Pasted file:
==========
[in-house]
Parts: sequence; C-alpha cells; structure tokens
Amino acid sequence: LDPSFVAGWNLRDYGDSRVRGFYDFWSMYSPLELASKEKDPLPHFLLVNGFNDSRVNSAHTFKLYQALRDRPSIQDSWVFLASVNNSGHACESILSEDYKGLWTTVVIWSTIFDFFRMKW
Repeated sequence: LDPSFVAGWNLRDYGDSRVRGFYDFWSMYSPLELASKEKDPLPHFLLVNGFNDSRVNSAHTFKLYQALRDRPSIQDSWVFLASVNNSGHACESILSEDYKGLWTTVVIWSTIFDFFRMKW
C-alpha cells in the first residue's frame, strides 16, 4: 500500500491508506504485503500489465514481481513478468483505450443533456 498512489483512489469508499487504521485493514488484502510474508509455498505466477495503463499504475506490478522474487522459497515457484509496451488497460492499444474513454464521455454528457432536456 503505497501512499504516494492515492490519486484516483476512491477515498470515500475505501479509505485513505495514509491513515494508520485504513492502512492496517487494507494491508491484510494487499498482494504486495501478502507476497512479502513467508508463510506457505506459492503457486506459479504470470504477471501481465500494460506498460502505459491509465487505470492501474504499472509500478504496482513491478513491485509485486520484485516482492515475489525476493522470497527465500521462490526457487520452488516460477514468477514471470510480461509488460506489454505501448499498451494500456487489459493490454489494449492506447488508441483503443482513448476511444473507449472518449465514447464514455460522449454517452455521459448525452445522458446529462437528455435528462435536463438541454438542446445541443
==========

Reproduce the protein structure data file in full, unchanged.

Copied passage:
[in-house]
Parts: sequence; C-alpha cells; structure tokens
Amino acid sequence: LDPSFVAGWNLRDYGDSRVRGFYDFWSMYSPLELASKEKDPLPHFLLVNGFNDSRVNSAHTFKLYQALRDRPSIQDSWVFLASVNNSGHACESILSEDYKGLWTTVVIWSTIFDFFRMKW
Repeated sequence: LDPSFVAGWNLRDYGDSRVRGFYDFWSMYSPLELASKEKDPLPHFLLVNGFNDSRVNSAHTFKLYQALRDRPSIQDSWVFLASVNNSGHACESILSEDYKGLWTTVVIWSTIFDFFRMKW
C-alpha cells in the first residue's frame, strides 16, 4: 500500500491508506504485503500489465514481481513478468483505450443533456 498512489483512489469508499487504521485493514488484502510474508509455498505466477495503463499504475506490478522474487522459497515457484509496451488497460492499444474513454464521455454528457432536456 503505497501512499504516494492515492490519486484516483476512491477515498470515500475505501479509505485513505495514509491513515494508520485504513492502512492496517487494507494491508491484510494487499498482494504486495501478502507476497512479502513467508508463510506457505506459492503457486506459479504470470504477471501481465500494460506498460502505459491509465487505470492501474504499472509500478504496482513491478513491485509485486520484485516482492515475489525476493522470497527465500521462490526457487520452488516460477514468477514471470510480461509488460506489454505501448499498451494500456487489459493490454489494449492506447488508441483503443482513448476511444473507449472518449465514447464514455460522449454517452455521459448525452445522458446529462437528455435528462435536463438541454438542446445541443